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How Much Coral Is Left?

Do you know how much live coral we have on the Great Barrier Reef? What about in the Red Sea, Indonesia, or the Belize Barrier Reef? No? Well, that’s not surprising because scientists can’t tell you the answer to that either. That might sound crazy, but we don’t know these answers for very good reasons. To understand these reasons, the implications of not knowing, and what we’re doing to learn more, read on!


Why is it so hard to know how much coral we have?

As an Earth observation scientist, I consider myself somewhat of a biographer for Mother Earth. I tell stories of her ecosystems and how they change over time. And I use satellites and drones as my scientific illustrators. One of the stories that I’ve focused on since the late 1990’s, is about live coral on the Great Barrier Reef (GBR).

We certainly know a lot about the GBR from decades of scientific research. But why don’t we know how much live coral there is? To understand the answer to that question, we need to consider just how big the GBR is. It’s the size of the Australian states Victoria and Tasmania combined. Or about the size of Japan, Malaysia, or Italy. Or half the size of Texas. So, it’s a really big area! What’s more, most of it is extremely remote and can take many days at sea to access. With this in mind, it’s actually not that surprising that we don’t know exactly what’s out there.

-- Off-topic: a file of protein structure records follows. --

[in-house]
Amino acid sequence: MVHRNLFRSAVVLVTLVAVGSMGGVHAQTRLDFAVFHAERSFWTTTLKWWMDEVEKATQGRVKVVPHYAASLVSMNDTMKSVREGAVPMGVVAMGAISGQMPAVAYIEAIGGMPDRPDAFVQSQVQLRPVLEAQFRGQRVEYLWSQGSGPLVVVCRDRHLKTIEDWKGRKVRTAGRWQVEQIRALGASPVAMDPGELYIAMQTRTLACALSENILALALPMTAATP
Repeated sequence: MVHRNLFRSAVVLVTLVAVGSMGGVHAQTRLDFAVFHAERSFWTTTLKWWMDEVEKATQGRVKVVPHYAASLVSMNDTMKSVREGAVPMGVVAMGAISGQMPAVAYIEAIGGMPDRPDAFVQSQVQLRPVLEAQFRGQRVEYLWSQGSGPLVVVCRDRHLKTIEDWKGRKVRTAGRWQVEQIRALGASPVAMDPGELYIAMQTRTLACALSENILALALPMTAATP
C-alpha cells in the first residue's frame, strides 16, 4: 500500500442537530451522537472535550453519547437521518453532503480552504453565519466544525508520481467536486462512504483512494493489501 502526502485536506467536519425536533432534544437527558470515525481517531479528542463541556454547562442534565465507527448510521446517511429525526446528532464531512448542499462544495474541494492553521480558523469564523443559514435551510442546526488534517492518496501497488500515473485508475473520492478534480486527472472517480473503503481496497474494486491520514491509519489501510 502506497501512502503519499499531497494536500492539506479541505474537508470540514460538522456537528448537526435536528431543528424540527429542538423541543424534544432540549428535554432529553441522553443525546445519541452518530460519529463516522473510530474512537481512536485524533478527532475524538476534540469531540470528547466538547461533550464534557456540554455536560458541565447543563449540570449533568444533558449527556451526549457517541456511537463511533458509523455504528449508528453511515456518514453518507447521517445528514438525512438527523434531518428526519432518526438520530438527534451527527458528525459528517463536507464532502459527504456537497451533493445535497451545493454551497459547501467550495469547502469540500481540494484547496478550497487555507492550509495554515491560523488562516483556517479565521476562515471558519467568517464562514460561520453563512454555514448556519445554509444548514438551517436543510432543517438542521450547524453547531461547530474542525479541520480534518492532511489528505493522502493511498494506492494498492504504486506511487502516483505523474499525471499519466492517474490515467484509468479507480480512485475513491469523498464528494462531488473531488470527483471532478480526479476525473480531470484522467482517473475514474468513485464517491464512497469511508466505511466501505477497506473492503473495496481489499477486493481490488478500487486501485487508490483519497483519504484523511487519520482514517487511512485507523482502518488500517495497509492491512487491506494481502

But why is that a problem?

Fundamentally, if we don’t understand what we have, we cannot be certain if we are losing it. And if so, by how much.

How much living coral is down there? Satellite image of the Great Barrier Reef. Jacques Descloitres, MODIS Rapid Response Team, NASA/GSFC

The problem with not knowing

In 2016, there was huge media hype about the extent of coral bleaching on the GBR. Some outlets mistakenly reported that 95% of the GBR was bleached. Or that 95% of corals on the GBR were bleached. However, the actual statement was that 95% of reefs on the GBR experienced some bleaching. While these statements are all devastating, the slight word switches have massive implications on their meanings.

We simply do not have the data or the means to assess the level of bleaching at the coral scale across the whole GBR. Just as we don’t know how much live coral was there in the first place, or how this has changed after a bleaching event and in periods of recovery.